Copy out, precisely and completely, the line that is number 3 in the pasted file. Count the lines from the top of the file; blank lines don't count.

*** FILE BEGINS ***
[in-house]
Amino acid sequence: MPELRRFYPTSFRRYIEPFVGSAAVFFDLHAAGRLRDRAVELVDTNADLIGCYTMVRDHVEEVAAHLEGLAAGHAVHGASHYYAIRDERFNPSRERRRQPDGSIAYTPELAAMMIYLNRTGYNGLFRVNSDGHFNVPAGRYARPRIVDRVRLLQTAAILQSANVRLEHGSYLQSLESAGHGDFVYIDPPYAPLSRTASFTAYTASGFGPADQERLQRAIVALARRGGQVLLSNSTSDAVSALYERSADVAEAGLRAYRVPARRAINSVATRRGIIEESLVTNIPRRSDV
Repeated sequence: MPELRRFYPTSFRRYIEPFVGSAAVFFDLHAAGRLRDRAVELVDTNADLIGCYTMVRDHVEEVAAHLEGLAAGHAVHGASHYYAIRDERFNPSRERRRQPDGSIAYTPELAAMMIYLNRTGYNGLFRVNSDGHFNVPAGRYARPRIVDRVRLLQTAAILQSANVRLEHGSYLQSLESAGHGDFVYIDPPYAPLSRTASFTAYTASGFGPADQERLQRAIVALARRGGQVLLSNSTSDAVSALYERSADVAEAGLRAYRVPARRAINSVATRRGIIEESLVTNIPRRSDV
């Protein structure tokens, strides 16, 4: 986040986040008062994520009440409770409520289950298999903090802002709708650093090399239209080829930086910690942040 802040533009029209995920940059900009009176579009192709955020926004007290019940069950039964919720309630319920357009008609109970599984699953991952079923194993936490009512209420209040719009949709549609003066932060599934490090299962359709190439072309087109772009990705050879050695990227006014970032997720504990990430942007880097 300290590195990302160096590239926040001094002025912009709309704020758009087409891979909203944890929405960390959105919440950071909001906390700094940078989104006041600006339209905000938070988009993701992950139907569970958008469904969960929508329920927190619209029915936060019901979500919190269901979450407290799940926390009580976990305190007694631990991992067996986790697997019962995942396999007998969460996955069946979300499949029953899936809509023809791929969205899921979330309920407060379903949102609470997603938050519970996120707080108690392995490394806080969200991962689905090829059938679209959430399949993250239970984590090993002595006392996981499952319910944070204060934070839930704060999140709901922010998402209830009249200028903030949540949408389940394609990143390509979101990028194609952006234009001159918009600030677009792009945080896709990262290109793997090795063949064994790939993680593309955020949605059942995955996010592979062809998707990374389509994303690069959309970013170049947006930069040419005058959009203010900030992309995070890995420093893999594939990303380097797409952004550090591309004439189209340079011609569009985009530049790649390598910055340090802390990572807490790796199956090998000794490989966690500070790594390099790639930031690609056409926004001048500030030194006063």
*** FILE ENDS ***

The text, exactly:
Repeated sequence: MPELRRFYPTSFRRYIEPFVGSAAVFFDLHAAGRLRDRAVELVDTNADLIGCYTMVRDHVEEVAAHLEGLAAGHAVHGASHYYAIRDERFNPSRERRRQPDGSIAYTPELAAMMIYLNRTGYNGLFRVNSDGHFNVPAGRYARPRIVDRVRLLQTAAILQSANVRLEHGSYLQSLESAGHGDFVYIDPPYAPLSRTASFTAYTASGFGPADQERLQRAIVALARRGGQVLLSNSTSDAVSALYERSADVAEAGLRAYRVPARRAINSVATRRGIIEESLVTNIPRRSDV